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16

Once the whole body is ribbed tie off the tinsel.

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17

Trim off the excess hackle stem ond tinsel. Prepare a hen hackle as shown for the throat.

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18

Tie in the hackle at the base of the wing and wind your tying thread forward behind the hook eye.

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19

Wrap your hen hackle taking care to brush back the fibers with each turn. Tie off.

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20

For this next little trick you will need a small piece of card, I use a backing card that once had braid on it. Fold the card in two and cut a hole in the center, large enough to go over the hook eye.

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21

Whip finish.

Wet your fingers with a little saliva and stroke the hen hackle back from the sides into the required position.

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22 Once your happy with the position of the hackle, place the card as shown over the hook eye and clamp into position. Let this stay like this for a couple of minutes.

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23

Once you remove the card the hackle will be nicely positioned and remain that way.

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24

Varnish the head.


Clouser deep Minnow (Variant)

Clouser Deep Minnow (variant)

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Bob Clouser is a well known fly tyer from Middletown USA. He designed the Clouser minnow with the goal of making a pattern that would represent a fleeing bait fish, with a jig motion. The key to achieving this is locating the eyes in the right position on the hook shank. When you retrieve the fly it rises and when you pause if falls or dives. It never stops moving. I am calling this a Variant because I dont believe it to be 100% the original Clouser deep minnow, but I may be wrong!  Anyway its a great sea trout and bass pattern that should be tied and tried.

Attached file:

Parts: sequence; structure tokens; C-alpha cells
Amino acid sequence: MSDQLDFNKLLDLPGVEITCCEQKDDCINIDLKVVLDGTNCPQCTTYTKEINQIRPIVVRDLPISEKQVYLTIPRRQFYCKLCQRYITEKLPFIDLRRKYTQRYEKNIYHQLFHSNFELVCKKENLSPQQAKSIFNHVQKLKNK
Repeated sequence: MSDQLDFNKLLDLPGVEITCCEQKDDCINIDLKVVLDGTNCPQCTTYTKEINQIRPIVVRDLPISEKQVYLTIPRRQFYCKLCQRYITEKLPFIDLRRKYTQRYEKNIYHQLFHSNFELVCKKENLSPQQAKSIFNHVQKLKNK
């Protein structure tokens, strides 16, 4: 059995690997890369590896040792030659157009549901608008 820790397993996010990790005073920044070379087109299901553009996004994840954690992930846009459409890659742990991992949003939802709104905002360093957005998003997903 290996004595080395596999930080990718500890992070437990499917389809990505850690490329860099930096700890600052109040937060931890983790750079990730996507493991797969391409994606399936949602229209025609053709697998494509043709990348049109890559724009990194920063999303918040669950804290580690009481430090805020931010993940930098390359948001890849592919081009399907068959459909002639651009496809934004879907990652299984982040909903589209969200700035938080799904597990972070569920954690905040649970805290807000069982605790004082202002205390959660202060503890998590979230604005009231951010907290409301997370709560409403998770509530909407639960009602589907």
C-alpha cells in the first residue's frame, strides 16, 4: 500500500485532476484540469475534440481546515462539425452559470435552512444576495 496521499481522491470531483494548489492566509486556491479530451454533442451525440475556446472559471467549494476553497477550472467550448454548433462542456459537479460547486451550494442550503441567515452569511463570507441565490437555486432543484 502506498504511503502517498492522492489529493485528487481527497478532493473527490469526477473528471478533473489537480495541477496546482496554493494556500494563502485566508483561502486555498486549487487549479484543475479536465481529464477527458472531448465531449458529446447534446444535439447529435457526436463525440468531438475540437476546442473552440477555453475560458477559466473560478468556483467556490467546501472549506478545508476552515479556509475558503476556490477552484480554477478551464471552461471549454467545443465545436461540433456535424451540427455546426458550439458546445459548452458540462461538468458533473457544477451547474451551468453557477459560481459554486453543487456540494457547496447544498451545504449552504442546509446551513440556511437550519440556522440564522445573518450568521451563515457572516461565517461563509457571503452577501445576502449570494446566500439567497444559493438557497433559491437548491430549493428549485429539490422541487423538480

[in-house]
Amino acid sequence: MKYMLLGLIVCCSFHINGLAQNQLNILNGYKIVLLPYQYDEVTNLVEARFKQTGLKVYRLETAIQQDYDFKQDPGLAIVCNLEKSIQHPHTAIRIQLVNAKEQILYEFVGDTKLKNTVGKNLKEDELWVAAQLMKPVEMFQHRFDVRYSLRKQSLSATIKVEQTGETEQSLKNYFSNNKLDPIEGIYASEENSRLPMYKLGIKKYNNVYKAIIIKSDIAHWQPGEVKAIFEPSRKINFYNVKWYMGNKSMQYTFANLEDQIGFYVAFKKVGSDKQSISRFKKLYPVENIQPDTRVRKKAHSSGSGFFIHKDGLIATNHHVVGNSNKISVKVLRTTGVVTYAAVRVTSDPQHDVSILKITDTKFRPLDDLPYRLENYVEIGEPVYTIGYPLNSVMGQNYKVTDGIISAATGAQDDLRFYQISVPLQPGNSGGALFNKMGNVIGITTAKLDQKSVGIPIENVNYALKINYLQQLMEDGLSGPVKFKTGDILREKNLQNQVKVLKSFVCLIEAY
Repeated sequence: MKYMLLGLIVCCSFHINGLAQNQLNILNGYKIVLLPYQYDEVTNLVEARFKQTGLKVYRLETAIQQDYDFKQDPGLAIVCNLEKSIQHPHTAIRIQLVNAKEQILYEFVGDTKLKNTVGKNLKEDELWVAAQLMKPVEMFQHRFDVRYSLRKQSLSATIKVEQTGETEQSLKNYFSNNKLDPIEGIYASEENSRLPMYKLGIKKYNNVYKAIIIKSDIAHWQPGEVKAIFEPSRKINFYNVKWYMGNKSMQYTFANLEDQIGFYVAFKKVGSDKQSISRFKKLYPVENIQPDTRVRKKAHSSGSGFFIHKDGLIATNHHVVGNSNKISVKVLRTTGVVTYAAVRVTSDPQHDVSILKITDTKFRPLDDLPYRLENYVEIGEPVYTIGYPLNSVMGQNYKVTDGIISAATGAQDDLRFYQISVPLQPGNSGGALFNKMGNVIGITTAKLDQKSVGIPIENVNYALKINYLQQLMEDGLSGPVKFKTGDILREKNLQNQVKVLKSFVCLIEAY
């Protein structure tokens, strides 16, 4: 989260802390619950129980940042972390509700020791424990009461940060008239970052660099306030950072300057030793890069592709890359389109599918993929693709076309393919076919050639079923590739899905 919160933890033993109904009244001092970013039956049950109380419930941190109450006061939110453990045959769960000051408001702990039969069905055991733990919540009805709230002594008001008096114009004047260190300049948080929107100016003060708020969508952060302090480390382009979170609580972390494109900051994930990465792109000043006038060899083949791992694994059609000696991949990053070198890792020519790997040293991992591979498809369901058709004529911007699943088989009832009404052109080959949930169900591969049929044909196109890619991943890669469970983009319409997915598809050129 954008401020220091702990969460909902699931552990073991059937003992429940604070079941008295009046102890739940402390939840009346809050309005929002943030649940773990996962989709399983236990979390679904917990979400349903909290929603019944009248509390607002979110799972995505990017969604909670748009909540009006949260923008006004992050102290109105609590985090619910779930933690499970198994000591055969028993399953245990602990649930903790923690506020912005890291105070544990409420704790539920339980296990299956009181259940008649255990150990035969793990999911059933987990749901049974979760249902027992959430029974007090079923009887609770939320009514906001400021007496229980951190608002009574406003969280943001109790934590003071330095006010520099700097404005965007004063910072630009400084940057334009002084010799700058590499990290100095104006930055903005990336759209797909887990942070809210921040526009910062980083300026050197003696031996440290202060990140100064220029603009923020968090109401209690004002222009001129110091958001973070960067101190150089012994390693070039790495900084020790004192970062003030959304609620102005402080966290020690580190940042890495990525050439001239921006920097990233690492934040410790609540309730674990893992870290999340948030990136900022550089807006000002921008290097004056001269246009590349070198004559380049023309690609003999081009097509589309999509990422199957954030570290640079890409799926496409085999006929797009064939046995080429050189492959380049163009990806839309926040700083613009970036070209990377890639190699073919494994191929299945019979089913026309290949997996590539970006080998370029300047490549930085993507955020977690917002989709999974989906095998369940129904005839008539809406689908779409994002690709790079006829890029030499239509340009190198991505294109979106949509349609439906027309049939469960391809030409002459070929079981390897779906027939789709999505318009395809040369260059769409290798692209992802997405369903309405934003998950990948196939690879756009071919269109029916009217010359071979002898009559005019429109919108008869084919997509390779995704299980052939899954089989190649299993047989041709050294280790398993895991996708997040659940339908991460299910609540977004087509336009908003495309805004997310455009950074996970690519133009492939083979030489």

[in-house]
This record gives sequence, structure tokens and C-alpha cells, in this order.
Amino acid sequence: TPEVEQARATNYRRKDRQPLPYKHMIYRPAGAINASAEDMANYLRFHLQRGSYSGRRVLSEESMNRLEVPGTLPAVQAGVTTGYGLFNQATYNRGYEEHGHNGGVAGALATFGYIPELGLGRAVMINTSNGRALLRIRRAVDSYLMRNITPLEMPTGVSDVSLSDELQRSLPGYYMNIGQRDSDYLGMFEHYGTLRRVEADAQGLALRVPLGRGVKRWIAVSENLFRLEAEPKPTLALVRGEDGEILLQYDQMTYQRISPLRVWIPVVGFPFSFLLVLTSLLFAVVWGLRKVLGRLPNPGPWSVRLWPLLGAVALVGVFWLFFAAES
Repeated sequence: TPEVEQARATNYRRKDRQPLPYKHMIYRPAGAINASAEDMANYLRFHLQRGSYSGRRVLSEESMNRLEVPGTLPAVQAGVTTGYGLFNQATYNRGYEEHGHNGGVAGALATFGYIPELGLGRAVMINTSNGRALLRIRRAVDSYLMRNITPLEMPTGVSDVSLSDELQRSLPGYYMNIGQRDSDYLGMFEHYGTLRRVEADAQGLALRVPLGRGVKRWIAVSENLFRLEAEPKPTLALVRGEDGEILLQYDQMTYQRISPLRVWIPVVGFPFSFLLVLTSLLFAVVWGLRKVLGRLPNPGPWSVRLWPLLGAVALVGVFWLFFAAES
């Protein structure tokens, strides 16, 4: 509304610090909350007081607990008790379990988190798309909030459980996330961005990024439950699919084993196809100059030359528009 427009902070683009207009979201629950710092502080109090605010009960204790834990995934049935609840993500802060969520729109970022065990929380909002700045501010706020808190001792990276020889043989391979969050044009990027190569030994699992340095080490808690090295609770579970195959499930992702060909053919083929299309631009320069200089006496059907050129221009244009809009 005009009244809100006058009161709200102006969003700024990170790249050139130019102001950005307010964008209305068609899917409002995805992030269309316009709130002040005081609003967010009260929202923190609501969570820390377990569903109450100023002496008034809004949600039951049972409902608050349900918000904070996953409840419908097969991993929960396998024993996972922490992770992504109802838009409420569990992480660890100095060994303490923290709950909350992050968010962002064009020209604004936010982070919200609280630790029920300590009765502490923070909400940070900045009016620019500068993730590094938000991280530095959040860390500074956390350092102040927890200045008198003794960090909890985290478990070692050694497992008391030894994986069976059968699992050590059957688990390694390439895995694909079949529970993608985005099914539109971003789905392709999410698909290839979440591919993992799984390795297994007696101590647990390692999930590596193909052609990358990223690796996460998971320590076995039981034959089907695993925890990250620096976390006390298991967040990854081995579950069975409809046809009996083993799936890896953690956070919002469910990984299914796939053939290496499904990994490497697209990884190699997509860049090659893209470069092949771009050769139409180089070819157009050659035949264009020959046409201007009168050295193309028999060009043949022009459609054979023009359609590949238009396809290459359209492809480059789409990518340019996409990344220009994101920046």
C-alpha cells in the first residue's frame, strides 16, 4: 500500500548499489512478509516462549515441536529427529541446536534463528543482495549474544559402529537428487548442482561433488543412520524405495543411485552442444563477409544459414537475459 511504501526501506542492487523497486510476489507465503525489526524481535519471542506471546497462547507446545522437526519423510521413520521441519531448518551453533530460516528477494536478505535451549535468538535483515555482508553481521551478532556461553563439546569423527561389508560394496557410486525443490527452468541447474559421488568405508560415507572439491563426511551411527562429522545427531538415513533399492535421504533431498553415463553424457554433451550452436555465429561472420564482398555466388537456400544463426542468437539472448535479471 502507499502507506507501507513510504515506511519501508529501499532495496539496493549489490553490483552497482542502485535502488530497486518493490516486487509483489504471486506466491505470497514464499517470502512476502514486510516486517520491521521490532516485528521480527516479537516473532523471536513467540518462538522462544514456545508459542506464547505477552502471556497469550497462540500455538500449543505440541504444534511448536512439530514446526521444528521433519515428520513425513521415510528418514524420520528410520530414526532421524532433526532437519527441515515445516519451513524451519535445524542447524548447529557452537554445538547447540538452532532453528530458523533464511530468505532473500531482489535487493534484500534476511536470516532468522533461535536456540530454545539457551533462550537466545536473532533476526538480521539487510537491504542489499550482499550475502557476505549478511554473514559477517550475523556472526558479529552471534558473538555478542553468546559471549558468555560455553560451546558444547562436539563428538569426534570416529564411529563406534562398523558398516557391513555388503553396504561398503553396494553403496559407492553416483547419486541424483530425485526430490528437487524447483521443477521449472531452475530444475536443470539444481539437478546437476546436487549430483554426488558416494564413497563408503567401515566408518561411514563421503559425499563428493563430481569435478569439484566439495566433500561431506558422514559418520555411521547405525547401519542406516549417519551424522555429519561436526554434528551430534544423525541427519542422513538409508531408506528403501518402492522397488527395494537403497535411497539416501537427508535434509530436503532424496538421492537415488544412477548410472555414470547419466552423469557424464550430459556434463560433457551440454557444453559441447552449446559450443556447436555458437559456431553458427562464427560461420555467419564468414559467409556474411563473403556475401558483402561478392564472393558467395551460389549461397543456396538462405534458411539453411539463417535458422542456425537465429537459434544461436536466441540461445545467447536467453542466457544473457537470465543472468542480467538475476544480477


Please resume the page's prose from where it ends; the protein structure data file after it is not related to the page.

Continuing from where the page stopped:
Hook: Mustad S71SNP-DT # 6  http://mustad.no/catalog/na/product.php?id=193

Thread Dyneema

Eyes Bidoz sea eyes (original has red with black centre) http://bidoz.com/shop/en/eyes/57-sea-eyes.htm l

Belly White buck tail

Flash Spirit River Crystal Splash

Back Brown buck tail 

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1

Secure your hook in the vice with the hook shank horizontal.

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Run tying thread about 1/3 along the length of the hook shank.

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The eyes I use are bidoz sea eyes, they have a small rebate that fits nicely around the hook shank.

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Tie in the eyes about 1/3 along the hook shank and secure with a figure of eight wrap and a drop of super glue to stop them twisting.

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Cut , clean and stack  a length of white buck tail. The belly and wing should be approximately two to two and a half times the length of the hook.